Ravi Puvvala,
Founder and CEO, a creator of software and hardware sensor solutions for OEM car manufacturers, cellular infrastructure, smart cities, and pedestrians
Talks about whether 5G will be a game changer or just a gradual evolution.
5. How will Savari use 5G, and how will it affect your product?
A. “Today’s 4G network is good enough for notification messages on mobility. When we see the road is in a slippery condition, a lot of the vehicles can detect that information and notify another vehicle that is going to pass through that same zone.  “4G’s network is extremely relevant in order to geotag any known events that need to be relayed to other vehicles. When it comes to safety we definitely require lower latencies and better infrastructure, and that is where V2X integrated with 4G/5G is coming into play.”
6. How will 5G change what Savari’s software can do?
A. “Our company focuses on data exchange.  We look at two key attributes: low latency and high bandwidth. The low latency allows us to build data analytics and safety applications. High bandwidth allows us to exchange more sensor data information between vehicles. “We are also looking at 5G V2X to provide key applications like remote-operated driving and real-time emergency alerts as a mechanism to increase the proliferation of cellular network integration with vehicles.”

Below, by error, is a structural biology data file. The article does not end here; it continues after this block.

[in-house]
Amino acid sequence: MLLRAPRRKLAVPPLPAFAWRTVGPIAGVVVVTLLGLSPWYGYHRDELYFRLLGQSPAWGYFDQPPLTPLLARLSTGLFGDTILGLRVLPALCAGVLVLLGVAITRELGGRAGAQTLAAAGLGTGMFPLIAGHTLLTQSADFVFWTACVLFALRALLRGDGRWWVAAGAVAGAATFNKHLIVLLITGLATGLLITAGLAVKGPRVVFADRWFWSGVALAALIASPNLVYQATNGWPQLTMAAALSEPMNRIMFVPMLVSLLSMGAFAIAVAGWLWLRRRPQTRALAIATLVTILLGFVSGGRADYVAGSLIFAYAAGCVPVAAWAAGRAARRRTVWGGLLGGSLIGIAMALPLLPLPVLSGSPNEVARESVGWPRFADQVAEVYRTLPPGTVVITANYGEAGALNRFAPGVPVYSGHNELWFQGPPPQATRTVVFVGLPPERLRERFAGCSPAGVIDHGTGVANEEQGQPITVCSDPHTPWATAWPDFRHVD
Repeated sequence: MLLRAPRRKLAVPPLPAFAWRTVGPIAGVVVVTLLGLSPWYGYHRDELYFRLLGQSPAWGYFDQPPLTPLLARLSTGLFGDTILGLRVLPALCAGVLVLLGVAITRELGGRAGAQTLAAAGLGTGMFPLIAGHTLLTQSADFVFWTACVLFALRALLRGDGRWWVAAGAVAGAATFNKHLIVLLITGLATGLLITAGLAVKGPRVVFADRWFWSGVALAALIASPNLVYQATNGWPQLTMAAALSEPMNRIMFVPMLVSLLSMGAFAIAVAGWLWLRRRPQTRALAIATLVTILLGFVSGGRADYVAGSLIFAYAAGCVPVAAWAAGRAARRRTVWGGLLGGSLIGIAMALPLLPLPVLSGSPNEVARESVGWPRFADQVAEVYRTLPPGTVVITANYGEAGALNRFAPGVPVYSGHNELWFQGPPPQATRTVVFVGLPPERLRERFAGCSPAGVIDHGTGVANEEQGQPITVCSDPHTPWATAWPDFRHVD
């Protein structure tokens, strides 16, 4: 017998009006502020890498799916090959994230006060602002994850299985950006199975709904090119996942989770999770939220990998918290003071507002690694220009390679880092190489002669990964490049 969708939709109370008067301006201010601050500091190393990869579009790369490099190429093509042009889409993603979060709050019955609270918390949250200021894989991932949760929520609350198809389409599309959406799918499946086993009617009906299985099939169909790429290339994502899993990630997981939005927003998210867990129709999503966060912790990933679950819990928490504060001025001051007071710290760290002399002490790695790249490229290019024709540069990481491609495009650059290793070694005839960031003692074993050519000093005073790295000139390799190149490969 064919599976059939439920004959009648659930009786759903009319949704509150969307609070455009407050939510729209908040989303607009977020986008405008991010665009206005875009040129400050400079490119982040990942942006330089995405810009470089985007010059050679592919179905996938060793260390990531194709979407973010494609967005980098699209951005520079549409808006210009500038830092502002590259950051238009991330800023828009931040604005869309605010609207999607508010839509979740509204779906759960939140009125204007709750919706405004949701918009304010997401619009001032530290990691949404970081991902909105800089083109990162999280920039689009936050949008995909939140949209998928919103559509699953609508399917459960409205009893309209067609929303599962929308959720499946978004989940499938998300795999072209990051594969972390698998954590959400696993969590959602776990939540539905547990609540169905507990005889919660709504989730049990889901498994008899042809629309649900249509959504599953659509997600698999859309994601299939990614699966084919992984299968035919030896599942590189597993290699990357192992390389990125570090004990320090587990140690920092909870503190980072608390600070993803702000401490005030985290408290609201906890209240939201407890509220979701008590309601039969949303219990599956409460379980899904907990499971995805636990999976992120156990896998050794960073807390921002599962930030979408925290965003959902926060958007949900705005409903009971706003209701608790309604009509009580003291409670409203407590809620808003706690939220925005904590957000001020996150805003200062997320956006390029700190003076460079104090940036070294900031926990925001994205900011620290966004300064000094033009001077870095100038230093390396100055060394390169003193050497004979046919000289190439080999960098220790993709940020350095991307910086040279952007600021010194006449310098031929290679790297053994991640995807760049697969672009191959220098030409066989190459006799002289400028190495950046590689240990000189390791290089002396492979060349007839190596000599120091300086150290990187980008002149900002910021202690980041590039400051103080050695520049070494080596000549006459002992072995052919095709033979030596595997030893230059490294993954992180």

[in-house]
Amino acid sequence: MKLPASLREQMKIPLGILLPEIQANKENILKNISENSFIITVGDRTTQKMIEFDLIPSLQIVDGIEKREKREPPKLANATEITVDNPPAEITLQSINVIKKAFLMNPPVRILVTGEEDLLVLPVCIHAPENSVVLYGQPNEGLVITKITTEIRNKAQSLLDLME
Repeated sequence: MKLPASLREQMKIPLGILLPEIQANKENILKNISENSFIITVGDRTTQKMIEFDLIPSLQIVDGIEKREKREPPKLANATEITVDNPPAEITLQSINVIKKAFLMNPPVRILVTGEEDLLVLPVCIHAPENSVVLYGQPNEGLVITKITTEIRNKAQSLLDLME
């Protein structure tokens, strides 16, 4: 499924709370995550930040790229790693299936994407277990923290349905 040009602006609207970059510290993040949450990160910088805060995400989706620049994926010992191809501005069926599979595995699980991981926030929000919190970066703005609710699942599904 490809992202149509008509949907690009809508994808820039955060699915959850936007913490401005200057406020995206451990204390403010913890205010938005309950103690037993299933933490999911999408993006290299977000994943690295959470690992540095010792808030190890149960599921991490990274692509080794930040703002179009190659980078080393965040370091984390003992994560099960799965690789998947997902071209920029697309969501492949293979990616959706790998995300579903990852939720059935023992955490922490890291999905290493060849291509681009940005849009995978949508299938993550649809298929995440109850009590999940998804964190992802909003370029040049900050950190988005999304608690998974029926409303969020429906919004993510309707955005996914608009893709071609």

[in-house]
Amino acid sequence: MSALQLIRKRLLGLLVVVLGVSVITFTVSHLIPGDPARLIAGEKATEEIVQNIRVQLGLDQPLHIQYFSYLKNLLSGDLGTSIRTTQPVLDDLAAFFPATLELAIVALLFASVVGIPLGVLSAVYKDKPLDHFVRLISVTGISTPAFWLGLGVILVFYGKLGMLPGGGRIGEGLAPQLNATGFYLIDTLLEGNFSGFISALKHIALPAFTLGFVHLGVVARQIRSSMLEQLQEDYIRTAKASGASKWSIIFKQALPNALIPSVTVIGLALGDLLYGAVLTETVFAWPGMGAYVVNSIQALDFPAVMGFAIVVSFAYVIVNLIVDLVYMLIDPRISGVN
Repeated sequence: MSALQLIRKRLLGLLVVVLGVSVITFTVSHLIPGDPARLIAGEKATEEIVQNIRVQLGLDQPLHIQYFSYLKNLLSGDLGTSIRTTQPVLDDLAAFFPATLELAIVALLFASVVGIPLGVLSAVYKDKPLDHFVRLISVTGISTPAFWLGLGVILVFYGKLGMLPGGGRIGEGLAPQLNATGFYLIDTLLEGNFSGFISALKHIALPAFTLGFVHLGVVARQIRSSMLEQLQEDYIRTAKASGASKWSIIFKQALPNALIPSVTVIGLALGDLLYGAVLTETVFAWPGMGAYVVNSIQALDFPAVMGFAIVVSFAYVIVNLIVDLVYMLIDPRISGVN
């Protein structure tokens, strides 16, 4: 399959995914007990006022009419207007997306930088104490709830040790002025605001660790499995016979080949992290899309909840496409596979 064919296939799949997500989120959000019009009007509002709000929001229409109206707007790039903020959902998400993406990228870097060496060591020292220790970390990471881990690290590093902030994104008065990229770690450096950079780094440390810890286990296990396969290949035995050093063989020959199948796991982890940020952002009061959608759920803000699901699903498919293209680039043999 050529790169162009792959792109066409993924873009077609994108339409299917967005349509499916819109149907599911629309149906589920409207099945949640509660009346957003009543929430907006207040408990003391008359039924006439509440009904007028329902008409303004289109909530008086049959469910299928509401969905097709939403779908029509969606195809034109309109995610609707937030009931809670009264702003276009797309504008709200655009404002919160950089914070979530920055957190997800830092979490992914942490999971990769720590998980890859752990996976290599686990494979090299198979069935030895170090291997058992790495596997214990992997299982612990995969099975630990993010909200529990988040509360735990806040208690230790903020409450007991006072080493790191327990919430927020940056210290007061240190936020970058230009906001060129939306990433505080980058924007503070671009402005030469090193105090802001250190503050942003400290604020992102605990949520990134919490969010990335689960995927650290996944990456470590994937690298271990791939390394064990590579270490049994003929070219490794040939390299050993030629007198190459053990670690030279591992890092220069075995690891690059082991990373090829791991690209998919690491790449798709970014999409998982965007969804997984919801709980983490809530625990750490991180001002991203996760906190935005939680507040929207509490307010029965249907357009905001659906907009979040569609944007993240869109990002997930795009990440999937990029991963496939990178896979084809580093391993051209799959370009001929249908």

7. How could it potentially add new areas of expansion?
A. “5G is both a marketing and technical tool. From a business perspective we will focus a lot of aspects of 5G features inside the 4G network and that’s pretty helpful for us. “We are quite excited about the upcoming trends, and how fast the network rollout is going to happen. This is the reason why we are one of the first software companies that has actually become a member of the 5G automotive association, which is making a lot of progress in terms of defining the use cases of how 5G is going to help the automotive industry.”
8. What do you want to see coming out of 5G?
A. Faster rollout of 5G infrastructure will be very helpful for the automotive industry. Every car is offloading terabytes of data, and we need this type of network to acquire data from the car to the infrastructure in a more efficient way.
9. How difficult do you think the rollout of 5G is going to be?
A. My understanding is that it is not difficult, because a lot of the 5G rollout is going to be a software upgrade. Many big operators in North America are focusing on deployment in the medium metropolitan cities. I think 2019 and 2020 will see the rollout of 5G in major cities. In the years after that you will see 5G penetrate the rest of the country.
10. What are your concerns from the rollout of 5G?
A. Speaking as a consumer, I am happy right now with 4G in terms of speed and what I am able to get for what I am trying to do. I think that 5G is more focused towards industrial customers, and I am more concerned about the scalability of the business models for automotive in 5G.
11. What is the coolest new technology you have seen coming out of 5G?
A. There are many applications - when I was at the Mobile World Congress in Barcelona there was someone who was demonstrating remote surgery, so a doctor can perform surgery through the Cloud using a 5G connection. They could get high definition video and it is as good as someone actually being in the room. There are a lot of very specific applications that are being demonstrated.  However, in terms of something being more practical and needed, the most exciting part for me is the human driving the vehicle behind the 5G Cloud. In the next generation of robo-taxis, humans can operate them and control the cab from a call-centre. 
©2019 Addleshaw Goddard LLP